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The liver is one of the most important organs in the body, sitting just next to your stomach, on the right hand side of your body. It is protected by your ribs, which help to stop it becoming damaged in any way. The liver performs many vital functions that are essential in everyday life. These include the storage and synthesis of glucose which is used as energy within the body and production and breakdown of proteins into smaller compounds that can be used to make new cells. Other important functions of the liver include the removal of harmful substances from your blood stream, such as alcohol and drugs such as paracetamol. Finally but most importantly, the liver is responsible for producing special molecules known as clotting factors, which stop you from bleeding following an injury such as a cut.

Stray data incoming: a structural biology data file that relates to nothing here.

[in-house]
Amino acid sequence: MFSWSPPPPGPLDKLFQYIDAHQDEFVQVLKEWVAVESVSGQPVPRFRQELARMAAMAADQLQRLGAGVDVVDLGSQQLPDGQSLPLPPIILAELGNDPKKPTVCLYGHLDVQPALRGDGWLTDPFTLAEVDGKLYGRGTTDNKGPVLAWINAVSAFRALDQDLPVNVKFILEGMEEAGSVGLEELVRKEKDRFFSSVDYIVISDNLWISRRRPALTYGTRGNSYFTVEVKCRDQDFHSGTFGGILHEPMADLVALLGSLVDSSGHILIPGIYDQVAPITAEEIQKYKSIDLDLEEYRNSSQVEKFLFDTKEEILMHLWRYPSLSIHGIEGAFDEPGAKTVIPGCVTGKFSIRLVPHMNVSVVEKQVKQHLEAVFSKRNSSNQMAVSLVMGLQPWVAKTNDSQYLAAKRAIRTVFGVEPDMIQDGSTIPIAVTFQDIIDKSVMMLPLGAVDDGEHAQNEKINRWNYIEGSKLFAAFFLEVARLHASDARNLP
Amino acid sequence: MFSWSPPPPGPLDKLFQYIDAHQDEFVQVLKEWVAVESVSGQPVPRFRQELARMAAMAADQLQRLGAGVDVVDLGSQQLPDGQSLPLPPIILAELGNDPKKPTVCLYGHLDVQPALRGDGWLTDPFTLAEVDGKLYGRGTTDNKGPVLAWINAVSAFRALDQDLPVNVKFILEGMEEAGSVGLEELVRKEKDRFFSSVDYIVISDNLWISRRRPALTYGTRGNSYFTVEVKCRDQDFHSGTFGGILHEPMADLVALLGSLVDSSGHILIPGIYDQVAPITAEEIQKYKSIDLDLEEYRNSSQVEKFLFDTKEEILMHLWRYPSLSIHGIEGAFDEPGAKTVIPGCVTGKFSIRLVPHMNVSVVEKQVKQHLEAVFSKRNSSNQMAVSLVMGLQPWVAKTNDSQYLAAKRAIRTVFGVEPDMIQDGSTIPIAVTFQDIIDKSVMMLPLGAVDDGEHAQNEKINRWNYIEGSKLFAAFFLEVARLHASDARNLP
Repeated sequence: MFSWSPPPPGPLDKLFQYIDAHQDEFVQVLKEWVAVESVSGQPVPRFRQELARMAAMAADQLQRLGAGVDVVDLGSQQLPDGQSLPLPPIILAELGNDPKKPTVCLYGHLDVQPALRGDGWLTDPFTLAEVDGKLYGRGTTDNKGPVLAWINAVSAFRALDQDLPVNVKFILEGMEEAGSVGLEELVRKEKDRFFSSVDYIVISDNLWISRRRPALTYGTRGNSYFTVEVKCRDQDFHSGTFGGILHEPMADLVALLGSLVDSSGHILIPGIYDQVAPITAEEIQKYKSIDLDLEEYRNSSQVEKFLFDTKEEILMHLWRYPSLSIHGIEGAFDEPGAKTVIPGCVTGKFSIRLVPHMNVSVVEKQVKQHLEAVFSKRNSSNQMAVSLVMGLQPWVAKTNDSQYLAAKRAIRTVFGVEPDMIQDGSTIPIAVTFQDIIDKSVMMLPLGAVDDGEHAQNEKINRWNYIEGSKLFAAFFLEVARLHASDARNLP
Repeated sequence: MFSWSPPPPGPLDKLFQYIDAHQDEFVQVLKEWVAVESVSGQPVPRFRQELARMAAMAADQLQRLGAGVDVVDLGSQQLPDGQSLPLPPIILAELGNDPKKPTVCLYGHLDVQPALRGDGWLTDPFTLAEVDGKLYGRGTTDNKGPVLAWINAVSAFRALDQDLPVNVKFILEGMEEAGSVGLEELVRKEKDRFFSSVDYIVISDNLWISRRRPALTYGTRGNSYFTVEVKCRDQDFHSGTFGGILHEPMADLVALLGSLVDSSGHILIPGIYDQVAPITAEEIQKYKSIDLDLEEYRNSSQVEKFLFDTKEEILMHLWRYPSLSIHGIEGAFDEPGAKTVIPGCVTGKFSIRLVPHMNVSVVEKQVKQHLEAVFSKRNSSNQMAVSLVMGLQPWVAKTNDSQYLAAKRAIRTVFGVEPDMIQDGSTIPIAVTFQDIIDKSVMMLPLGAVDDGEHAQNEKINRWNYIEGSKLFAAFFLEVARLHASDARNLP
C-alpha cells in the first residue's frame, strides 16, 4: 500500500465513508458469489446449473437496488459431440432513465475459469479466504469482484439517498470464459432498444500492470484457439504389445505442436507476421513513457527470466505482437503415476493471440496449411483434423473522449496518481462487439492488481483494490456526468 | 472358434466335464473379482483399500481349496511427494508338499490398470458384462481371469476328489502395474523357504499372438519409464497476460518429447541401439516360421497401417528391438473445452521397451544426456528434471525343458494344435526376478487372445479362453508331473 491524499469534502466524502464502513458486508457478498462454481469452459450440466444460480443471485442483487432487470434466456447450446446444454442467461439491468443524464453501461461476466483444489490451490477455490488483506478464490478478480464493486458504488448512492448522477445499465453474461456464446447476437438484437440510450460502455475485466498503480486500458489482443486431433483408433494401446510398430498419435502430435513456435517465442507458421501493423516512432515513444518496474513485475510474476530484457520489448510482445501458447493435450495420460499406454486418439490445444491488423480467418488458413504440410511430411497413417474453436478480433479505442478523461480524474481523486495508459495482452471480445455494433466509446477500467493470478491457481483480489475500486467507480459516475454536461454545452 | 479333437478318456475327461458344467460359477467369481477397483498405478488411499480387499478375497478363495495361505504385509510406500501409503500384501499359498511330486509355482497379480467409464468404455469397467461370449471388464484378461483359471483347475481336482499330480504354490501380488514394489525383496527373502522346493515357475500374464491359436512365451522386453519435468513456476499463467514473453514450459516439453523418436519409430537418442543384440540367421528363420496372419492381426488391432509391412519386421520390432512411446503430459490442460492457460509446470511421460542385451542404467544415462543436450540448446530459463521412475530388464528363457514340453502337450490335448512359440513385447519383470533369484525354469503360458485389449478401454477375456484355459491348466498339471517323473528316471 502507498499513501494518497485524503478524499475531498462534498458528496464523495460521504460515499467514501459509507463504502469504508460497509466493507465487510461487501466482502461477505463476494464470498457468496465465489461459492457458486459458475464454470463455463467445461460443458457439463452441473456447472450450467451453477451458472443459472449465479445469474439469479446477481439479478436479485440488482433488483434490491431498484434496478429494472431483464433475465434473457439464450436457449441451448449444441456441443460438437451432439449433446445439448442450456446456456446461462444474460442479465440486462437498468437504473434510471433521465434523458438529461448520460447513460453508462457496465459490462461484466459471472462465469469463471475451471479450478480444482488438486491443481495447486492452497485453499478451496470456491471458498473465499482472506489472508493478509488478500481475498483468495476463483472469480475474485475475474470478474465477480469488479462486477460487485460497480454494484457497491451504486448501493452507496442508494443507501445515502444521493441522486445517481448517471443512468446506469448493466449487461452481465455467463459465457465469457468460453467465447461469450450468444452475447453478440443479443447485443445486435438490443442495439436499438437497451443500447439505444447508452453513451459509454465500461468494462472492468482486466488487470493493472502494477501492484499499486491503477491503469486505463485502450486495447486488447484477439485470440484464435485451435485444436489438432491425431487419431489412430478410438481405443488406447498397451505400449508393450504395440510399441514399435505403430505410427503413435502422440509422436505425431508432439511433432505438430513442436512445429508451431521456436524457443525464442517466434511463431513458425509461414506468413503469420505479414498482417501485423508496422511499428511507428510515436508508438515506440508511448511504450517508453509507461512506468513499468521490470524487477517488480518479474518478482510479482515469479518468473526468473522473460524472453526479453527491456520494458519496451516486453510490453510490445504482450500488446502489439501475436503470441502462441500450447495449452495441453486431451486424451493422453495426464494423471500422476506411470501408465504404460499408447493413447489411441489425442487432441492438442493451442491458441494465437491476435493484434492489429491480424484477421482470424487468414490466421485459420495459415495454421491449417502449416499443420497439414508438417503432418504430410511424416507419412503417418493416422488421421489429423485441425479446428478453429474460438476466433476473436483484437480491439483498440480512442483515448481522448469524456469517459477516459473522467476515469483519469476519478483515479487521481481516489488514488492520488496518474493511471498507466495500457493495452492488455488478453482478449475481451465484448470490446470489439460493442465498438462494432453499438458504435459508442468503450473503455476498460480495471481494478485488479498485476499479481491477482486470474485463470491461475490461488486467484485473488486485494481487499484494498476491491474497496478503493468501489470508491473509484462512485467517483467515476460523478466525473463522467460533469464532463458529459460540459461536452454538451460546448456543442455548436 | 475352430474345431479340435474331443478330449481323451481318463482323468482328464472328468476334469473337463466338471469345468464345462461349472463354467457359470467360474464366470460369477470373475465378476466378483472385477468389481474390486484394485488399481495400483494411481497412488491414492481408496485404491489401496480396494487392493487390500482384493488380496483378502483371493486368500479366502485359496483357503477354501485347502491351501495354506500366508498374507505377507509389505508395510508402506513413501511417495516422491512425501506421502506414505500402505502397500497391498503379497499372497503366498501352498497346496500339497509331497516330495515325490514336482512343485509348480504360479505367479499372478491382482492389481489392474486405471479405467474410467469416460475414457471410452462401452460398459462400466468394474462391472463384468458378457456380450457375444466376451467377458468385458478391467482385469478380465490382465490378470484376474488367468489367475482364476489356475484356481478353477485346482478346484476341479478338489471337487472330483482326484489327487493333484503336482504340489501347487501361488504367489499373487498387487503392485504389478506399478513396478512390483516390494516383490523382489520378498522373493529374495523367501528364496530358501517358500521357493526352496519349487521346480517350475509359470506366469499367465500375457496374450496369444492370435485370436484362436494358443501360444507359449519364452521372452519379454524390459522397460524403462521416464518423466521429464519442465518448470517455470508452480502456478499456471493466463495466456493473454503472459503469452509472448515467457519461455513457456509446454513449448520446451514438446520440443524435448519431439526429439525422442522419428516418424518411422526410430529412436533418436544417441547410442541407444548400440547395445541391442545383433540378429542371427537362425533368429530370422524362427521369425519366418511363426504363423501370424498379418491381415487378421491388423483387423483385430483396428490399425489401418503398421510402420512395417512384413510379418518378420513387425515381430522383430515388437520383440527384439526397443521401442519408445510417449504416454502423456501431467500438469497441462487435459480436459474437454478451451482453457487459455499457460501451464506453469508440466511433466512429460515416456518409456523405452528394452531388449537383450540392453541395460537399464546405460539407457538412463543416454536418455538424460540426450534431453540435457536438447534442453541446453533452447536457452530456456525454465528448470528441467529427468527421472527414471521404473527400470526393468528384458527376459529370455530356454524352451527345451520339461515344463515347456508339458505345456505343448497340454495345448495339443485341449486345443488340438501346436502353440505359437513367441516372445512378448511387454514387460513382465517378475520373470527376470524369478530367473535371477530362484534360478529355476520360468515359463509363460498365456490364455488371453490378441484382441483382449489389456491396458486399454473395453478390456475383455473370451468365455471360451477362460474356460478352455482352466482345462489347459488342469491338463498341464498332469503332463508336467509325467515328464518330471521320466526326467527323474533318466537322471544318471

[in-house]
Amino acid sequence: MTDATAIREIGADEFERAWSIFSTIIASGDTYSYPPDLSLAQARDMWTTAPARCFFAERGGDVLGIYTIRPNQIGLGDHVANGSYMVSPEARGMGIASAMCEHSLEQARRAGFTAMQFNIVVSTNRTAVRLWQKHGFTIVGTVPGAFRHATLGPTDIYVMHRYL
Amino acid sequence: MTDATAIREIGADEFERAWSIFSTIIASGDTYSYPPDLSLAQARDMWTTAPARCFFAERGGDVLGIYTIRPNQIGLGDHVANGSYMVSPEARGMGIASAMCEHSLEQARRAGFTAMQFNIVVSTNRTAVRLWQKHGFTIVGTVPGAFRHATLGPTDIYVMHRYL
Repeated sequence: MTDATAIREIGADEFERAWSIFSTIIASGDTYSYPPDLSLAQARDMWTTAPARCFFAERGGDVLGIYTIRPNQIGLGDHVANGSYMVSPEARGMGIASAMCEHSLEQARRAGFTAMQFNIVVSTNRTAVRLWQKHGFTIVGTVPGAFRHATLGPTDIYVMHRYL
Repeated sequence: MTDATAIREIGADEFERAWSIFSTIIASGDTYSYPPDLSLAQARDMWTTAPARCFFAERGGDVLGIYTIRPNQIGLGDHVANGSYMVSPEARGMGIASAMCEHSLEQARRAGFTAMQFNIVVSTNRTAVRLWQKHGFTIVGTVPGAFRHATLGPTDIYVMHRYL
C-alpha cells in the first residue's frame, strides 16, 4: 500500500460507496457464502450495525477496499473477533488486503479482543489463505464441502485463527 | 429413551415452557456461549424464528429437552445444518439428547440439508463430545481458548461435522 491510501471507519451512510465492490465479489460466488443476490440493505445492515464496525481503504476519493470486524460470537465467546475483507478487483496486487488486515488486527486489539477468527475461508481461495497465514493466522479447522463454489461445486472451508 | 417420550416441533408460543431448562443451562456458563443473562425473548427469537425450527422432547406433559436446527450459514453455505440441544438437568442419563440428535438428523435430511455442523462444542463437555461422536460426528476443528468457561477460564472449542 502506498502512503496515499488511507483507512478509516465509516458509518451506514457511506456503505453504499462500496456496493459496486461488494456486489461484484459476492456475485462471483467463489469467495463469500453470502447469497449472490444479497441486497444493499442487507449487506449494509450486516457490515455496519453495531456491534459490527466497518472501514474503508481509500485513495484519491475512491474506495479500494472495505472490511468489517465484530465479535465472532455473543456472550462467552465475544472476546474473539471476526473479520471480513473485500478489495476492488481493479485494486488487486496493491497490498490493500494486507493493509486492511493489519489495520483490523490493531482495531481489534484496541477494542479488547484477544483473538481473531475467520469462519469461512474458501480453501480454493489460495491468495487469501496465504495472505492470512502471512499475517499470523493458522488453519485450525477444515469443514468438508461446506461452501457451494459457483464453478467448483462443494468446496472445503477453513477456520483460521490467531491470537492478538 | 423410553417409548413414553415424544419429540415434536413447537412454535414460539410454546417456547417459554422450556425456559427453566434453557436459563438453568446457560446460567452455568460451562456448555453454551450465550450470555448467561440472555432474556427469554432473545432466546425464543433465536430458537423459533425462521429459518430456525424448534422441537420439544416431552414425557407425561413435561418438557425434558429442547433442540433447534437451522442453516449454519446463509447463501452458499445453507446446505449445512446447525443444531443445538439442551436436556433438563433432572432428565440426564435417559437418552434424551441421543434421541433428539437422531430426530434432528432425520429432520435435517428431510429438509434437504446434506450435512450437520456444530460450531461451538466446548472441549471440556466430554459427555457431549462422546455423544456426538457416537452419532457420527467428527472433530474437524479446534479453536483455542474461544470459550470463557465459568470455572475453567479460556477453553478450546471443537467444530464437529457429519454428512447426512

Normally, following a meal, glucose is absorbed into the blood and transported around the body to be stored in various sites such as muscle and liver tissue as a special complex compound called glycogen. This compound is effectively thousands of glucose molecules strung together, which can then be broken down into glucose when the body needs it. Unfortunately, people who suffer from diabetes lack insulin which is a special hormone that tells the liver and muscle to store glucose. Without it diabetic patients can become very ill, a state known as DKA or diabetic ketoacidosis. This is why diabetic patients need to take insulin regularly, especially following meals.